- Associated Press - Sunday, November 2, 2014

CHARLESTON, W.Va. (AP) - A record number of homeless students are attending West Virginia’s public schools.

According to the National Center for Homeless Education, more than 8,300 students were labeled as homeless in West Virginia last school year, up about 9 percent from the year before.

About 70 percent of those students are living with grandparents or several family members in close quarters, while about 25 percent are living in shelters, and the rest are on the streets or living in motels.

About five years ago, only about 2,000 students qualified as homeless in the state’s schools, Rebecca Derenge, the state’s homeless education coordinator, told The Charleston Gazette (http://bit.ly/1zZspuq ). And Derenge believes the latest numbers are even higher due to under-reporting.

“In West Virginia, it’s a cultural thing. They’re afraid that if they’re identified, the children might be removed from the home. There’s a stigma still associated with doubling up,” she said. “Just by being defined as homeless, a child is at risk. For many reasons, their stability is impacted.”

Each year the state receives more than $300,000 in federal grants to provide shelters with tutors and after-school programs, which Derenge said is possibly the most successful attempt at helping homeless students stay on track in school. The money also helps with everything from a filled backpack to a graduation gown or field trip costs.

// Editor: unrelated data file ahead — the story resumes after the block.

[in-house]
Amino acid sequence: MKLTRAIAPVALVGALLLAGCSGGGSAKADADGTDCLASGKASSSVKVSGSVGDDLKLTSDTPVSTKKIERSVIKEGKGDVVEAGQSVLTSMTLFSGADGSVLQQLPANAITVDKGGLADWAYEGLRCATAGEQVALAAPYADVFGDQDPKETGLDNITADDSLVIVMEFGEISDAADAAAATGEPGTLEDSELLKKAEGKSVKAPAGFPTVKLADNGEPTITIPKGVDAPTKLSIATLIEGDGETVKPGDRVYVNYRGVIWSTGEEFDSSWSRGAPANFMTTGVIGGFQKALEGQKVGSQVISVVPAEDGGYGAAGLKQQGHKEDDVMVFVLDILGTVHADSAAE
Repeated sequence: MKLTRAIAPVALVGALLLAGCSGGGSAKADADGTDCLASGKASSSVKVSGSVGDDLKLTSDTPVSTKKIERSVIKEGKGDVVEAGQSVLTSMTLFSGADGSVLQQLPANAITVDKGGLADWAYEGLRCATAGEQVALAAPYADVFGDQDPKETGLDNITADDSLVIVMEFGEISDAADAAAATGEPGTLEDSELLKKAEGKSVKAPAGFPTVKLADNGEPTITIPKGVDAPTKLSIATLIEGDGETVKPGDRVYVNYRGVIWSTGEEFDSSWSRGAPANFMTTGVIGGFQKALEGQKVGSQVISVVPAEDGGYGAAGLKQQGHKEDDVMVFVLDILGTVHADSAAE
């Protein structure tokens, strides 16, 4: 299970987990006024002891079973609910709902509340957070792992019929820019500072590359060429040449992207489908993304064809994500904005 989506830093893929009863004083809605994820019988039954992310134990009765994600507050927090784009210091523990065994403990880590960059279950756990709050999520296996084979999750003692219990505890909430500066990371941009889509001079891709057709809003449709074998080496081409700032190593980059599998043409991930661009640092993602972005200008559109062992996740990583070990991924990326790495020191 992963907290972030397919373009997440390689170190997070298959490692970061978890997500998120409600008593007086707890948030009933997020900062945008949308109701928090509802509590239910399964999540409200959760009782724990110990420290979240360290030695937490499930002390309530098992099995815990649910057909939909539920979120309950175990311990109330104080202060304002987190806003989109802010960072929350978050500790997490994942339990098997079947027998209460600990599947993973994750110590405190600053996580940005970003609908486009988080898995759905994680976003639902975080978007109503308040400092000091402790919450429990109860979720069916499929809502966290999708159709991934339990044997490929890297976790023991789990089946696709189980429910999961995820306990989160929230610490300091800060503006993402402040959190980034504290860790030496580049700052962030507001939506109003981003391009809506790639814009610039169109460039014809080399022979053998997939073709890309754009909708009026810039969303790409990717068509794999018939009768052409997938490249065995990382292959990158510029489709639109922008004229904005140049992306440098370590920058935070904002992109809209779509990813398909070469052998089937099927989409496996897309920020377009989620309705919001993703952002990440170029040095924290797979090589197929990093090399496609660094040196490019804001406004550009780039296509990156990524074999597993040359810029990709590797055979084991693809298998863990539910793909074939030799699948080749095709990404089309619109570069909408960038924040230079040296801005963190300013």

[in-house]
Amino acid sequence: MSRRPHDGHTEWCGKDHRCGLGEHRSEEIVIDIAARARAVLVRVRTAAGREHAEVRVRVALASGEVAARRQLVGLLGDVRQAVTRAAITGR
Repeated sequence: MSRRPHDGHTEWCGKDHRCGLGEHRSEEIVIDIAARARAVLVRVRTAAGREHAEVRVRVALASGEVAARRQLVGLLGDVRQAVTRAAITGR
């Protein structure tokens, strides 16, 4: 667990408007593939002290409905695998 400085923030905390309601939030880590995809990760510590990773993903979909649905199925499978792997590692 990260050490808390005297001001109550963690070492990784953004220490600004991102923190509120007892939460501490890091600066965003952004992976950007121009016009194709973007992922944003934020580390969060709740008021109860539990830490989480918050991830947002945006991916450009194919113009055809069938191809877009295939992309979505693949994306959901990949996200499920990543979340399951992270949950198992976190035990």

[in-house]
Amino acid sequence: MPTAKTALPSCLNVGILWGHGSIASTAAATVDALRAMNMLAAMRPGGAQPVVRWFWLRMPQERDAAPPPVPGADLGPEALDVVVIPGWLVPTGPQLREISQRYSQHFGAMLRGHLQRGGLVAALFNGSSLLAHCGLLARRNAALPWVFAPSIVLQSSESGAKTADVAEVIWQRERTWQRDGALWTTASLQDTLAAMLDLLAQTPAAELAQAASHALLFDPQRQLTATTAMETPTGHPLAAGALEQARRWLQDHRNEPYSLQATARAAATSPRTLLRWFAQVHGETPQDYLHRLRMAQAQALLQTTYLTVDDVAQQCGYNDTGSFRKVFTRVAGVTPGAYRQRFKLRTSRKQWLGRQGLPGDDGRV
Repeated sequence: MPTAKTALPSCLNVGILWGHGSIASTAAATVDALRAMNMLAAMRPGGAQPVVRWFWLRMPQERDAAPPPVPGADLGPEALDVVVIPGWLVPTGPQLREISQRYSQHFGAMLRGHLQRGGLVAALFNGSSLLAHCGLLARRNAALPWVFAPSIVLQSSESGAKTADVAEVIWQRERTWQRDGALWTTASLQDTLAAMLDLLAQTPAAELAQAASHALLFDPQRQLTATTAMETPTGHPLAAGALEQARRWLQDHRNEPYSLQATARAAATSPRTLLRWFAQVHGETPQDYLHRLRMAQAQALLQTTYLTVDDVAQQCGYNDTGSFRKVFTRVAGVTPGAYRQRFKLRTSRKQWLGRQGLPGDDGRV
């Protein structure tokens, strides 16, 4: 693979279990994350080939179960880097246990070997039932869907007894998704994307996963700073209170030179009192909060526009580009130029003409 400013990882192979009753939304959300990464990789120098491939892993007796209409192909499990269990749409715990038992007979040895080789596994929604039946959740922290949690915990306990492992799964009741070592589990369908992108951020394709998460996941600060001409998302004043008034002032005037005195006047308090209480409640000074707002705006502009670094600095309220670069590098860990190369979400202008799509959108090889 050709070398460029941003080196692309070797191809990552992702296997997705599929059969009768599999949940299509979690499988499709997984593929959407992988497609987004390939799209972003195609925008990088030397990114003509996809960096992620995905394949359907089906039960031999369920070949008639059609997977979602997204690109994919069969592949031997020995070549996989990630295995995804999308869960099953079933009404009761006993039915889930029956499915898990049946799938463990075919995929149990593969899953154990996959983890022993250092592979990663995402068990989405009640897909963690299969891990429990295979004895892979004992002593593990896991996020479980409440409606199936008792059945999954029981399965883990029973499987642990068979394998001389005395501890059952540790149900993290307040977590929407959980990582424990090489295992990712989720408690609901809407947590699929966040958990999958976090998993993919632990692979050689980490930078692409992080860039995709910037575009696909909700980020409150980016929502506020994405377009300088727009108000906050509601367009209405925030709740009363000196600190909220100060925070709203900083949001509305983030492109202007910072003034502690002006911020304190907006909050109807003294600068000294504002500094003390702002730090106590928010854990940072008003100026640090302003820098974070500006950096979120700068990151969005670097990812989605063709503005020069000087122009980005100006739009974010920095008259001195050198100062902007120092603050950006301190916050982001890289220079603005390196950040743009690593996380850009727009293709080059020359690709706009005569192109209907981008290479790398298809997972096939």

Despite the federal assistance, only about half of students labeled as homeless in the state hit proficient marks in reading and math on standardized tests, according to the National Center for Homeless Education. And when it comes to academic achievement, providing students with a safe environment so that they can focus on school work is crucial, said Margaret Taylor, director of the YWCA Sojourner’s Shelter for Homeless Women and Families.

“Do you think these kids are more worried about school or where they’re going to get their next meal and whether they’ll have a safe place to sleep tonight?” Taylor said. “Many of these kids’ classmates don’t know they’re living in a homeless situation - but they know it. And that affects them and makes them automatically feel different.”

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Information from: The Charleston Gazette, http://www.wvgazette.com

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